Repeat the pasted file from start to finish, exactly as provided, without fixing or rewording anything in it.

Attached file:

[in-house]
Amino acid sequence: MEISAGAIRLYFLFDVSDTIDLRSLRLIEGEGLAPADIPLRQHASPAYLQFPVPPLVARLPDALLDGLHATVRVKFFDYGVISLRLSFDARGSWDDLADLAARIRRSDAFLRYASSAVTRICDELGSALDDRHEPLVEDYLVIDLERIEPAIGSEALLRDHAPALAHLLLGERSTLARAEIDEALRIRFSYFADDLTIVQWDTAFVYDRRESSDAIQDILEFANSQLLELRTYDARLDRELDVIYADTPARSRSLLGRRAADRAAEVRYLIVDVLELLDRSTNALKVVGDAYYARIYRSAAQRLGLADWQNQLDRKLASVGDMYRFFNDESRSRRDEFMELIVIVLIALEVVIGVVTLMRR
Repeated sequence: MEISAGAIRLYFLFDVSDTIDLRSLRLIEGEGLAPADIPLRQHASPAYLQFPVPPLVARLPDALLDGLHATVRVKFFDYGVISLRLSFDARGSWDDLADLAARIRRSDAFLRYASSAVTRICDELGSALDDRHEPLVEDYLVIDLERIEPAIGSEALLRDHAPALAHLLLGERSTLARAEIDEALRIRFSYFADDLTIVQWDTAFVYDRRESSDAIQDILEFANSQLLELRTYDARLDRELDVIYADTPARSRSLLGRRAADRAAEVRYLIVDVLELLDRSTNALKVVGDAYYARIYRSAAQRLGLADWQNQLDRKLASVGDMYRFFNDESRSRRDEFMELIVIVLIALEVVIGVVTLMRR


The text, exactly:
[in-house]
Amino acid sequence: MEISAGAIRLYFLFDVSDTIDLRSLRLIEGEGLAPADIPLRQHASPAYLQFPVPPLVARLPDALLDGLHATVRVKFFDYGVISLRLSFDARGSWDDLADLAARIRRSDAFLRYASSAVTRICDELGSALDDRHEPLVEDYLVIDLERIEPAIGSEALLRDHAPALAHLLLGERSTLARAEIDEALRIRFSYFADDLTIVQWDTAFVYDRRESSDAIQDILEFANSQLLELRTYDARLDRELDVIYADTPARSRSLLGRRAADRAAEVRYLIVDVLELLDRSTNALKVVGDAYYARIYRSAAQRLGLADWQNQLDRKLASVGDMYRFFNDESRSRRDEFMELIVIVLIALEVVIGVVTLMRR
Repeated sequence: MEISAGAIRLYFLFDVSDTIDLRSLRLIEGEGLAPADIPLRQHASPAYLQFPVPPLVARLPDALLDGLHATVRVKFFDYGVISLRLSFDARGSWDDLADLAARIRRSDAFLRYASSAVTRICDELGSALDDRHEPLVEDYLVIDLERIEPAIGSEALLRDHAPALAHLLLGERSTLARAEIDEALRIRFSYFADDLTIVQWDTAFVYDRRESSDAIQDILEFANSQLLELRTYDARLDRELDVIYADTPARSRSLLGRRAADRAAEVRYLIVDVLELLDRSTNALKVVGDAYYARIYRSAAQRLGLADWQNQLDRKLASVGDMYRFFNDESRSRRDEFMELIVIVLIALEVVIGVVTLMRR